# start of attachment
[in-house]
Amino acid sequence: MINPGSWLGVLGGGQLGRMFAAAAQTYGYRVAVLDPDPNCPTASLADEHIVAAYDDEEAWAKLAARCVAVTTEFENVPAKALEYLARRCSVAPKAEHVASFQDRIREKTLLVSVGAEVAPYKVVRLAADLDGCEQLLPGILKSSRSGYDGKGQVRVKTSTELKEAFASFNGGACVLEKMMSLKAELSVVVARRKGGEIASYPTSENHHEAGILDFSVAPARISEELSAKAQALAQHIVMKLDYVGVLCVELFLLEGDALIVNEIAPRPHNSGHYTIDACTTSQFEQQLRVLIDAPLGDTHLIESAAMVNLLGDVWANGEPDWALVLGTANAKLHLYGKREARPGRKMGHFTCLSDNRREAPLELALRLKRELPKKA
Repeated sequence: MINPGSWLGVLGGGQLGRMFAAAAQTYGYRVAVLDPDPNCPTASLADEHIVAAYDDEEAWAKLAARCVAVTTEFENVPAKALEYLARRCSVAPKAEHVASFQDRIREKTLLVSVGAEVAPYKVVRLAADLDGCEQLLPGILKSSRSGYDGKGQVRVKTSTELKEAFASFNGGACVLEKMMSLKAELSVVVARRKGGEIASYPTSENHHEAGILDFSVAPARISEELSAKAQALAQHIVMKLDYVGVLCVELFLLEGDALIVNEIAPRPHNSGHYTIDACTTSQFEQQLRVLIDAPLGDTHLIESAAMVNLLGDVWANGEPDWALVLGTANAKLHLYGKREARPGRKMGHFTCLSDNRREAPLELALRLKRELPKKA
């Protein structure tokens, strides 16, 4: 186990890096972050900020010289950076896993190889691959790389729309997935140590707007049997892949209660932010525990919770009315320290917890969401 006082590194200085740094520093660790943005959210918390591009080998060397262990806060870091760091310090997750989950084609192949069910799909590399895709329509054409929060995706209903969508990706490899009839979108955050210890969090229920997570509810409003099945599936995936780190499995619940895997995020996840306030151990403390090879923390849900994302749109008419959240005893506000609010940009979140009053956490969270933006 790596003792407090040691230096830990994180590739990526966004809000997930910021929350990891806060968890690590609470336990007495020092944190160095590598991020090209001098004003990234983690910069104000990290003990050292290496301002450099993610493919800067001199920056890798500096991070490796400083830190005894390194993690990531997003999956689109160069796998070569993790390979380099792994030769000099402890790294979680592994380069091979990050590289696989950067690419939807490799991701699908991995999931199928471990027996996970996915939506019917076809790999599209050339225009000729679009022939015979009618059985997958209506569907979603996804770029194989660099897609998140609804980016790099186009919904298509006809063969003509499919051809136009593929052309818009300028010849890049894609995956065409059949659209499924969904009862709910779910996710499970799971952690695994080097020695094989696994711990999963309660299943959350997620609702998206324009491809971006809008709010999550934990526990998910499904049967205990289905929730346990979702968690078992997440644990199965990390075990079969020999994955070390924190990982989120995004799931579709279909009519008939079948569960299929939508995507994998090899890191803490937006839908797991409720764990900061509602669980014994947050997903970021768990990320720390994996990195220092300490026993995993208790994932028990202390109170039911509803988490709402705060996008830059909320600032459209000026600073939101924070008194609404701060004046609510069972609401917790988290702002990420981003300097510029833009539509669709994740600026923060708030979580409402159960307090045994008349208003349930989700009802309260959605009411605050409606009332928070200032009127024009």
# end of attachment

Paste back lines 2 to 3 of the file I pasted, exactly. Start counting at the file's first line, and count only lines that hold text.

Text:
Amino acid sequence: MINPGSWLGVLGGGQLGRMFAAAAQTYGYRVAVLDPDPNCPTASLADEHIVAAYDDEEAWAKLAARCVAVTTEFENVPAKALEYLARRCSVAPKAEHVASFQDRIREKTLLVSVGAEVAPYKVVRLAADLDGCEQLLPGILKSSRSGYDGKGQVRVKTSTELKEAFASFNGGACVLEKMMSLKAELSVVVARRKGGEIASYPTSENHHEAGILDFSVAPARISEELSAKAQALAQHIVMKLDYVGVLCVELFLLEGDALIVNEIAPRPHNSGHYTIDACTTSQFEQQLRVLIDAPLGDTHLIESAAMVNLLGDVWANGEPDWALVLGTANAKLHLYGKREARPGRKMGHFTCLSDNRREAPLELALRLKRELPKKA
Repeated sequence: MINPGSWLGVLGGGQLGRMFAAAAQTYGYRVAVLDPDPNCPTASLADEHIVAAYDDEEAWAKLAARCVAVTTEFENVPAKALEYLARRCSVAPKAEHVASFQDRIREKTLLVSVGAEVAPYKVVRLAADLDGCEQLLPGILKSSRSGYDGKGQVRVKTSTELKEAFASFNGGACVLEKMMSLKAELSVVVARRKGGEIASYPTSENHHEAGILDFSVAPARISEELSAKAQALAQHIVMKLDYVGVLCVELFLLEGDALIVNEIAPRPHNSGHYTIDACTTSQFEQQLRVLIDAPLGDTHLIESAAMVNLLGDVWANGEPDWALVLGTANAKLHLYGKREARPGRKMGHFTCLSDNRREAPLELALRLKRELPKKA